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Patricia Barber: Complete; Not Complacent

R.J. DeLuke By

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I probably would sell more records if I did things a different way, but then I wouldn't be happy.
It's good to be Patricia Barber these days. The singer/pianist with the deep, winsome voice admittedly in a good place, getting gigs, getting recognition, amassing a following that, while not Diana Krall-ish in number, is strong and growing. And she's about to release a new CD on Blue Note, comprised of virtually all original music (one song is Verlaine prose adapted to her music).

Verse , coming out this month, is also produced by Barber, and while the process of having to wear many hats — singer, pianist, arranger, bandleader — and straining with the reins of production can run her ragged at times, she's proud of the disc, and happy to trade off the exhaustive work in exchange for having full control of the final product. That integrity — that strength of artistic vision and desire to see it through — is important to her.

Bravo.

What she's produced, Barber says, is a piece of work that expresses her art and that is consistent with her artistic journey and her principles. Consistency is what she is seeking throughout, even as she eyes, off in the distance, her next project.

The sultry, almost mysterious deep voice of Barber is unique on the current jazz scene. She caresses lyrics in a different way, even when the tempo is faster. On slower tunes, with her intimate lyrics, she seduces you in, welcomes you to her world expressed in a poetic style of lyric writing.

She's been widely praised as the next hip thing, and called "the Ice Queen from Hell" by critic Will Friedwald for a style he perceives as standoffish. But she's comfortable with who she is and what she does. Her vision is as clear and strong as her speaking voice and calm, thoughtful nature. She appears to be able to handle anything, the praise or the criticism. The praise is quite warranted.

"I probably would sell more records if I did things a different way, but then I wouldn't be quite happy. I can't really complain—I've done well. I've been very careful all along. Even when I was working bars, I was very careful with my money. I have a nice lifestyle," she says. And her audience may not fill stadiums, but it's there. It waits for her next work. It listens. It appreciates that Barber is an artist who is reaching.

"You have to content yourself, perhaps," she ponders, "with being more important to fewer people. Sometimes you feel bad that you're not selling a million records, but then you wouldn't be on the cutting edge of anything. They're incompatible. They're mutually exclusive. So you just have to make that choice and I think I've made it, so I have to live with it."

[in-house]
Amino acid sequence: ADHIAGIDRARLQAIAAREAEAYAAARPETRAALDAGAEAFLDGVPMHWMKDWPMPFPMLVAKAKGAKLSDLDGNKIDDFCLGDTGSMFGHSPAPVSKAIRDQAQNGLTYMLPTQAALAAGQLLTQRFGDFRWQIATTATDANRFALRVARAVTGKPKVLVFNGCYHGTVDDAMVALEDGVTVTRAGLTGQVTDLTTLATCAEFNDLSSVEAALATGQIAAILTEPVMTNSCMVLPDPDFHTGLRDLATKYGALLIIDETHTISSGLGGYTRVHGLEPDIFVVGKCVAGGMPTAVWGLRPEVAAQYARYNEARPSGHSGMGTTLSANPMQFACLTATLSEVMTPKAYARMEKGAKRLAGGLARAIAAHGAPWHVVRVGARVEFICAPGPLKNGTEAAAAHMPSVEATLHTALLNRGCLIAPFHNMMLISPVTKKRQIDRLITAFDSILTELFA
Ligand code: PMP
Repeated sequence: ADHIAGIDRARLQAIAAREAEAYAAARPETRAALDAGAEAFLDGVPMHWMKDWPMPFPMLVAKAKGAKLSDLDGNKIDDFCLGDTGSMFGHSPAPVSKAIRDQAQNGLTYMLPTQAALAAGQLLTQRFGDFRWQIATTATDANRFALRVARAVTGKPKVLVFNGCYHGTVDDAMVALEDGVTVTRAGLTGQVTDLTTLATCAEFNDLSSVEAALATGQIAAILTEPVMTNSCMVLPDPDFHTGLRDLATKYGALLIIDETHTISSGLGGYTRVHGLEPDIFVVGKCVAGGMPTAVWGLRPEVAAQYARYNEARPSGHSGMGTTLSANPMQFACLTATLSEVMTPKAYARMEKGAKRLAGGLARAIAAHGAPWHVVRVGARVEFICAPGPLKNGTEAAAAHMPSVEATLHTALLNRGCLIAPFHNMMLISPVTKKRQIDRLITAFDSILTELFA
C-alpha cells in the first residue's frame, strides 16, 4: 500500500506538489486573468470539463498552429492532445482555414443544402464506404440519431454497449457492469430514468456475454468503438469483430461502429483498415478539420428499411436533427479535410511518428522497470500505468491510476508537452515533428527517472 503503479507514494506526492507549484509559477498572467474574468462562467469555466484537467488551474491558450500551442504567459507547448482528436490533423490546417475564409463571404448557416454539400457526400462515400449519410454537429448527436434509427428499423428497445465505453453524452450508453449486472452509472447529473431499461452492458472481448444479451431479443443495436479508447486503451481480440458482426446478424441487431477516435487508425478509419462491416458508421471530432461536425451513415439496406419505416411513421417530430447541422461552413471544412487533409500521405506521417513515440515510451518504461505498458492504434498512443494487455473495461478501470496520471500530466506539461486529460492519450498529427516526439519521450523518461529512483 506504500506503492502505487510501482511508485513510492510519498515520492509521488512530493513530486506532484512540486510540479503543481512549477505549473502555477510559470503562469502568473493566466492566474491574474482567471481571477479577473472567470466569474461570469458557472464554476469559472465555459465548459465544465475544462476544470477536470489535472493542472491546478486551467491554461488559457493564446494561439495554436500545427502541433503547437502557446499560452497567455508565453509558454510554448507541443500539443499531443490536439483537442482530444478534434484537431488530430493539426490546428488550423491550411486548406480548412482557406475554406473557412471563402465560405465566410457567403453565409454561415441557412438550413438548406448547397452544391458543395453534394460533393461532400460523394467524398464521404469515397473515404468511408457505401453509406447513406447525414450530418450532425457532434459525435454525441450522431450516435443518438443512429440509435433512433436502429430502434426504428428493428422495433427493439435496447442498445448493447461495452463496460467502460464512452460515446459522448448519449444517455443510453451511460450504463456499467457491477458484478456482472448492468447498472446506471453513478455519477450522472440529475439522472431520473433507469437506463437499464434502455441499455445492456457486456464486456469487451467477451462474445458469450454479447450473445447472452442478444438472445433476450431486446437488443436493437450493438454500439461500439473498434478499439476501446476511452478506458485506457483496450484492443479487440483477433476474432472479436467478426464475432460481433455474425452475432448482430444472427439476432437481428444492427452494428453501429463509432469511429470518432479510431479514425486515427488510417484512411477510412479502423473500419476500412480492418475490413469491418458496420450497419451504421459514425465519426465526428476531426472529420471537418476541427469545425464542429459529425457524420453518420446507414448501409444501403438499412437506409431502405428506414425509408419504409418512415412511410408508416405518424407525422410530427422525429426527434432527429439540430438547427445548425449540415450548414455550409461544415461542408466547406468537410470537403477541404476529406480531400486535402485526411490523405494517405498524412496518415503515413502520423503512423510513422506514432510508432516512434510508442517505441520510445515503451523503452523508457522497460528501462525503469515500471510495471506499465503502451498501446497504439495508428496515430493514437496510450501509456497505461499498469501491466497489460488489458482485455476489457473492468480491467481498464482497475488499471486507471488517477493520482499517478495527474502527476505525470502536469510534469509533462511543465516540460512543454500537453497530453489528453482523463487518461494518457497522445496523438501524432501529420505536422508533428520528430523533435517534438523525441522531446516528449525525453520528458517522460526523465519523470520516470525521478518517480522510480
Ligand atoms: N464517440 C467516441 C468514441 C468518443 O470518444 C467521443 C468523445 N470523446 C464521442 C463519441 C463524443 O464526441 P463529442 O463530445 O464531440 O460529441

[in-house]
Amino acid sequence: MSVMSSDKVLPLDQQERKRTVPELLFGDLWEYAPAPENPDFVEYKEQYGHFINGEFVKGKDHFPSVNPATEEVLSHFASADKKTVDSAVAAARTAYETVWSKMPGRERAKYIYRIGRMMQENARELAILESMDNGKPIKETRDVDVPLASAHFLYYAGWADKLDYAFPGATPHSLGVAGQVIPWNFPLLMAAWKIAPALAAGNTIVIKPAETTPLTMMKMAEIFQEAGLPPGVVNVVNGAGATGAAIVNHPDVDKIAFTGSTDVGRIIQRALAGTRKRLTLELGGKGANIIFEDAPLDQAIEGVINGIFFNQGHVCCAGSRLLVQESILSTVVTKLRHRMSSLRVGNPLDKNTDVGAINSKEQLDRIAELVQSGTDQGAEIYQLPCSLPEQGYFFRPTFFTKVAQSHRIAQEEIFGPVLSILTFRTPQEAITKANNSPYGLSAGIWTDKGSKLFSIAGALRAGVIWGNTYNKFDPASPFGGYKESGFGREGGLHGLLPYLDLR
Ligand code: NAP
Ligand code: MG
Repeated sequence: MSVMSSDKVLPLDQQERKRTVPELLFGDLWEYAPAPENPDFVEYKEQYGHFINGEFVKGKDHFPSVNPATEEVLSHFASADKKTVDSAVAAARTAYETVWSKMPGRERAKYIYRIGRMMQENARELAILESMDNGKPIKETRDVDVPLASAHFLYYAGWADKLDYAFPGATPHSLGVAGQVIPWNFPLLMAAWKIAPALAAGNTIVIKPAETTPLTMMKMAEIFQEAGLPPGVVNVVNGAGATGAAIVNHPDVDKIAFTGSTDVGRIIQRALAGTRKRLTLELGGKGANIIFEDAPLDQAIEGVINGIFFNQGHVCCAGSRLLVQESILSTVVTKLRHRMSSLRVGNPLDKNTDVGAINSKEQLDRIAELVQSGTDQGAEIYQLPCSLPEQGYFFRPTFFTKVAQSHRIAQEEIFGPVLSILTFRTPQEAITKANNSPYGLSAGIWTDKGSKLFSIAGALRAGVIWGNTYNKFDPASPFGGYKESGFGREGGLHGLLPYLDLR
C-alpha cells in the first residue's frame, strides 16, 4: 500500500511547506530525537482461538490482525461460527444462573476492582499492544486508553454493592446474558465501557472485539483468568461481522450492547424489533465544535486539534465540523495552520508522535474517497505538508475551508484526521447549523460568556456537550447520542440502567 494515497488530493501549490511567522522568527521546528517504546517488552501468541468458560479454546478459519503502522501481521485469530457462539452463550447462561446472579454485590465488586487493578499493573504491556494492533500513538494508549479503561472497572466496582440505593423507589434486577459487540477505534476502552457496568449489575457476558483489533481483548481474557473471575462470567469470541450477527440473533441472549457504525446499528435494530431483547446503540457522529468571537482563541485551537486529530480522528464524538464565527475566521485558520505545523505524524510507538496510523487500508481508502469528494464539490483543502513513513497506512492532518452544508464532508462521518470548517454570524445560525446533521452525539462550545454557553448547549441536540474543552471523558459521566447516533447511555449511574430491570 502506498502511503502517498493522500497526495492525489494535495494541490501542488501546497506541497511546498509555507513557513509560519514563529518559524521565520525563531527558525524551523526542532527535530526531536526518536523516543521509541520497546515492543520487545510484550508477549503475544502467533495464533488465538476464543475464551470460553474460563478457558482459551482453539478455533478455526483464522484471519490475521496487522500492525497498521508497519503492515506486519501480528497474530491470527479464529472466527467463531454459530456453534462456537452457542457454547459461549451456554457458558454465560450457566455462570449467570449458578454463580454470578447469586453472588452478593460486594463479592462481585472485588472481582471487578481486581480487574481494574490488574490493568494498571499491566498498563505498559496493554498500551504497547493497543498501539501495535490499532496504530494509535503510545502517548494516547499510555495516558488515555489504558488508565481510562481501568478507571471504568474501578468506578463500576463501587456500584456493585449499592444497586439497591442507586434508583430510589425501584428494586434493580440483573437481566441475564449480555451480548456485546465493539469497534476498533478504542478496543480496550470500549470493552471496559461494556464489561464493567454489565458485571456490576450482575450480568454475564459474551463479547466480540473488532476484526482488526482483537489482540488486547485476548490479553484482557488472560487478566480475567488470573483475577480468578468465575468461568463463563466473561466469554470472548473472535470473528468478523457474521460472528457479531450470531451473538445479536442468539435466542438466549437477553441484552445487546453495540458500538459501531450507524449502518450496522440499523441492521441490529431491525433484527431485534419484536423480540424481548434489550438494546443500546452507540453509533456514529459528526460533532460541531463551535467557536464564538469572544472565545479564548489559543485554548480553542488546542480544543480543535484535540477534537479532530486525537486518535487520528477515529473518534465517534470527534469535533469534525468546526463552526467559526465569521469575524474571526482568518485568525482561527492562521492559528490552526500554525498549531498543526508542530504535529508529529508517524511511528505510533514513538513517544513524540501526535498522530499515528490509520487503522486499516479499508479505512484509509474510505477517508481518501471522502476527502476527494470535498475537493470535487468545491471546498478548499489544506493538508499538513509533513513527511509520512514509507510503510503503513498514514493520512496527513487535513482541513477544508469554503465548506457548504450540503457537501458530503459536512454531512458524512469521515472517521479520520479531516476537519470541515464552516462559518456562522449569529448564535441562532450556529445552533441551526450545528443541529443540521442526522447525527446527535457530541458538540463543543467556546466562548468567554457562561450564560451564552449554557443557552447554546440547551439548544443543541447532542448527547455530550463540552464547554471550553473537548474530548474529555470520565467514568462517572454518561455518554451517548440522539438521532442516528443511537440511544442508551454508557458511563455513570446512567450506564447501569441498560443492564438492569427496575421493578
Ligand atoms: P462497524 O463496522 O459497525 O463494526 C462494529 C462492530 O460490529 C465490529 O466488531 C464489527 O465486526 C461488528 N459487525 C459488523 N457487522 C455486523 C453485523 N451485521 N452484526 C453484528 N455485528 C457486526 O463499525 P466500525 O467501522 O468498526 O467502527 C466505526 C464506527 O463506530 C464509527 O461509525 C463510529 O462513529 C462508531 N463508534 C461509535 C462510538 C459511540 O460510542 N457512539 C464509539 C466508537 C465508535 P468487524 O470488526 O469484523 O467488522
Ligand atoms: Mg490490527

"It's an art thing," she discloses. "I don't know why people do art. Why does Dave Douglas keep doing what he's doing? He's so prolific and he's so incredibly good. You wonder why anybody does that. He's an artist, that's why."

So Barber keeps working, keeps looking for more, both as singer, writer and pianist. She's been through the bars and smoky, crusty clubs of Chicago, where she was born and raised. Patricia Barber is someone we're going to hear from for a long time. Thankfully.

"I'm still practicing piano. I want to be as good as Keith Jarrett and Brad Mehldau. I keep thinking I can get it," she chuckles, "I'm gonna nail this, you know?"

So adamant, is Barber, about improving her piano chops, she plays a weekly gig in the Chicago suburbs with a bassist where she doesn't sing. She just works out on piano in a restaurant that she won't name, though she admits, "People know about it by word of mouth now. They're starting to crowd around the piano."

But she does know where her strengths, and career, lie. "I think because I'm a singer, I probably work more. It seems to be something people relate to: the voice over the instrumentation."

Since she came onto the scene with Café Blue in 1995 (garnering much more attention then her earlier A Distortion of Love ), Barber has been gathering steam. Her years of paying dues in the Windy City's club scene — "a lot of years of smoke and late nights" — have paid off.

Barber said she started hearing the music for Verse three years ago, feeling it as a guitar-influenced album; a Joni Mitchell-influenced way of expressing jazz, but funneled through Barber's intimate, personal touch. It doesn't even feature her strong piano playing (fine this time around, she says, because it made producing the recording a bit easier. When she produced her previous CD, Nightclub, "there were times I thought I would keel over" from exhaustion, mental and physical).

She said there is no theme to the lyrical CD; it's really about songwriting and about her feelings. Writing, she said, is a laborious process. She doesn't just churn things out for the sake of getting something out. The technique is different too. "Sometimes the writing is music driven and sometimes lyric driven," she says.

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